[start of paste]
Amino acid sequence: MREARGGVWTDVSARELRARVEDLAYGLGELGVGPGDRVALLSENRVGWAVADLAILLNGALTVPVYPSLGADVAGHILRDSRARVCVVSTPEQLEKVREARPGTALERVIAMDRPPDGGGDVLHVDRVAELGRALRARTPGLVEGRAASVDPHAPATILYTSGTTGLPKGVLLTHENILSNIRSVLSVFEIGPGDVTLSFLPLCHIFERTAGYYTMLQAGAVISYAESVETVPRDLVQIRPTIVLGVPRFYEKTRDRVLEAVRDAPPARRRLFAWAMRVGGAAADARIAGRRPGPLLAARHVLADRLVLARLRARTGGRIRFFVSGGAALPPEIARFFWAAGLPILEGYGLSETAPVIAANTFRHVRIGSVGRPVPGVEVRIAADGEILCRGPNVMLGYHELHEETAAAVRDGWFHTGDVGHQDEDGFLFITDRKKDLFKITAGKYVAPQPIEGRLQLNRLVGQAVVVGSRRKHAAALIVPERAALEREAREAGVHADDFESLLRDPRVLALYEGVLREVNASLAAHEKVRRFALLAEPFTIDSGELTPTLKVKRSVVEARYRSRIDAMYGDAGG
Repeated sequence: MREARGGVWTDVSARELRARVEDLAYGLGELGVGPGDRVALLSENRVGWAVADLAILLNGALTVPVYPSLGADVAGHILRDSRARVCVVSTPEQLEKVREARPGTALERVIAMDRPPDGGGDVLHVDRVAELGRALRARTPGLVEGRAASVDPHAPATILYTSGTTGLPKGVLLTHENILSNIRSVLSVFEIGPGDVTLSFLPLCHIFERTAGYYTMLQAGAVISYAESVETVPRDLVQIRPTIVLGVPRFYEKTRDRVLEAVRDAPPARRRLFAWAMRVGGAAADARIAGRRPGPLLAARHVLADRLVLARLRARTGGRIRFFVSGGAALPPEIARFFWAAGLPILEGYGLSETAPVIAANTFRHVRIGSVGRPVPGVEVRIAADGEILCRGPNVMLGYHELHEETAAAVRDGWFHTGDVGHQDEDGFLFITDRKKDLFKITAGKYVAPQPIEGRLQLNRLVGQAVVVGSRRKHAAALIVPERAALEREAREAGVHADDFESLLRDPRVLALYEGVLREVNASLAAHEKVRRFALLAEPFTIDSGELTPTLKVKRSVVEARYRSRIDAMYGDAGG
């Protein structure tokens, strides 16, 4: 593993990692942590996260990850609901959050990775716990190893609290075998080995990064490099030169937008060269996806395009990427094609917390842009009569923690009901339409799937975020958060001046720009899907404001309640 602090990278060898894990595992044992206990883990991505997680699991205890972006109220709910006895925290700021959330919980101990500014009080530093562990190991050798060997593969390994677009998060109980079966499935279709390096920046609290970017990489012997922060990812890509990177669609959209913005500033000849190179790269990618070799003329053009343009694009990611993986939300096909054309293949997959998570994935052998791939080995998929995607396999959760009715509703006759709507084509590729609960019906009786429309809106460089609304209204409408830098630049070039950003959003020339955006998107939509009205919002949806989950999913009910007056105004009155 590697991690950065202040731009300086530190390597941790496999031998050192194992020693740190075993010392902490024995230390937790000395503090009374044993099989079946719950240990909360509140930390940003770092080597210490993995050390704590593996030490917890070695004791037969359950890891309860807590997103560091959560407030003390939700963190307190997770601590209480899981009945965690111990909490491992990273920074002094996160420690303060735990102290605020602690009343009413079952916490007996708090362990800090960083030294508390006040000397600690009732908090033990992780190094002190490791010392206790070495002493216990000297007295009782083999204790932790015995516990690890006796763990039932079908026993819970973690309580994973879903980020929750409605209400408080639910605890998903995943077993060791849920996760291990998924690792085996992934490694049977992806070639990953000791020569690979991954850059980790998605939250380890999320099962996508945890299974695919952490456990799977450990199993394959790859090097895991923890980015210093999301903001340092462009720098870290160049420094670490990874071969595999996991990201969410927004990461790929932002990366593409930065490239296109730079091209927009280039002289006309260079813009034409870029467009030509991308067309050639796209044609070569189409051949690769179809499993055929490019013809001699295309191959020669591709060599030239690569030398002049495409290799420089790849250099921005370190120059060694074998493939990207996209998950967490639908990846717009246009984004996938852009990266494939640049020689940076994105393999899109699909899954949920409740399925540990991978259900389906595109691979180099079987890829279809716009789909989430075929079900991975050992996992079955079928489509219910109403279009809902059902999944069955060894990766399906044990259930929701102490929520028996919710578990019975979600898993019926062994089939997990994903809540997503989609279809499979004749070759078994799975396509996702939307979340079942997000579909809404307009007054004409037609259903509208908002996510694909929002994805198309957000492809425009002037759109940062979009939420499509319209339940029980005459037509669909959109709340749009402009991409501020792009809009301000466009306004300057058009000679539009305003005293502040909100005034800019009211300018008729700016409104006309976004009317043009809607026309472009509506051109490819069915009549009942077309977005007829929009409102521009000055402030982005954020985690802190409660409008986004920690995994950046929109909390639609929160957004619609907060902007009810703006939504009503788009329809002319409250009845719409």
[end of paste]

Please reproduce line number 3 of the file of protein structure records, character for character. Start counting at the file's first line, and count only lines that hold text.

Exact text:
């Protein structure tokens, strides 16, 4: 593993990692942590996260990850609901959050990775716990190893609290075998080995990064490099030169937008060269996806395009990427094609917390842009009569923690009901339409799937975020958060001046720009899907404001309640 602090990278060898894990595992044992206990883990991505997680699991205890972006109220709910006895925290700021959330919980101990500014009080530093562990190991050798060997593969390994677009998060109980079966499935279709390096920046609290970017990489012997922060990812890509990177669609959209913005500033000849190179790269990618070799003329053009343009694009990611993986939300096909054309293949997959998570994935052998791939080995998929995607396999959760009715509703006759709507084509590729609960019906009786429309809106460089609304209204409408830098630049070039950003959003020339955006998107939509009205919002949806989950999913009910007056105004009155 590697991690950065202040731009300086530190390597941790496999031998050192194992020693740190075993010392902490024995230390937790000395503090009374044993099989079946719950240990909360509140930390940003770092080597210490993995050390704590593996030490917890070695004791037969359950890891309860807590997103560091959560407030003390939700963190307190997770601590209480899981009945965690111990909490491992990273920074002094996160420690303060735990102290605020602690009343009413079952916490007996708090362990800090960083030294508390006040000397600690009732908090033990992780190094002190490791010392206790070495002493216990000297007295009782083999204790932790015995516990690890006796763990039932079908026993819970973690309580994973879903980020929750409605209400408080639910605890998903995943077993060791849920996760291990998924690792085996992934490694049977992806070639990953000791020569690979991954850059980790998605939250380890999320099962996508945890299974695919952490456990799977450990199993394959790859090097895991923890980015210093999301903001340092462009720098870290160049420094670490990874071969595999996991990201969410927004990461790929932002990366593409930065490239296109730079091209927009280039002289006309260079813009034409870029467009030509991308067309050639796209044609070569189409051949690769179809499993055929490019013809001699295309191959020669591709060599030239690569030398002049495409290799420089790849250099921005370190120059060694074998493939990207996209998950967490639908990846717009246009984004996938852009990266494939640049020689940076994105393999899109699909899954949920409740399925540990991978259900389906595109691979180099079987890829279809716009789909989430075929079900991975050992996992079955079928489509219910109403279009809902059902999944069955060894990766399906044990259930929701102490929520028996919710578990019975979600898993019926062994089939997990994903809540997503989609279809499979004749070759078994799975396509996702939307979340079942997000579909809404307009007054004409037609259903509208908002996510694909929002994805198309957000492809425009002037759109940062979009939420499509319209339940029980005459037509669909959109709340749009402009991409501020792009809009301000466009306004300057058009000679539009305003005293502040909100005034800019009211300018008729700016409104006309976004009317043009809607026309472009509506051109490819069915009549009942077309977005007829929009409102521009000055402030982005954020985690802190409660409008986004920690995994950046929109909390639609929160957004619609907060902007009810703006939504009503788009329809002319409250009845719409």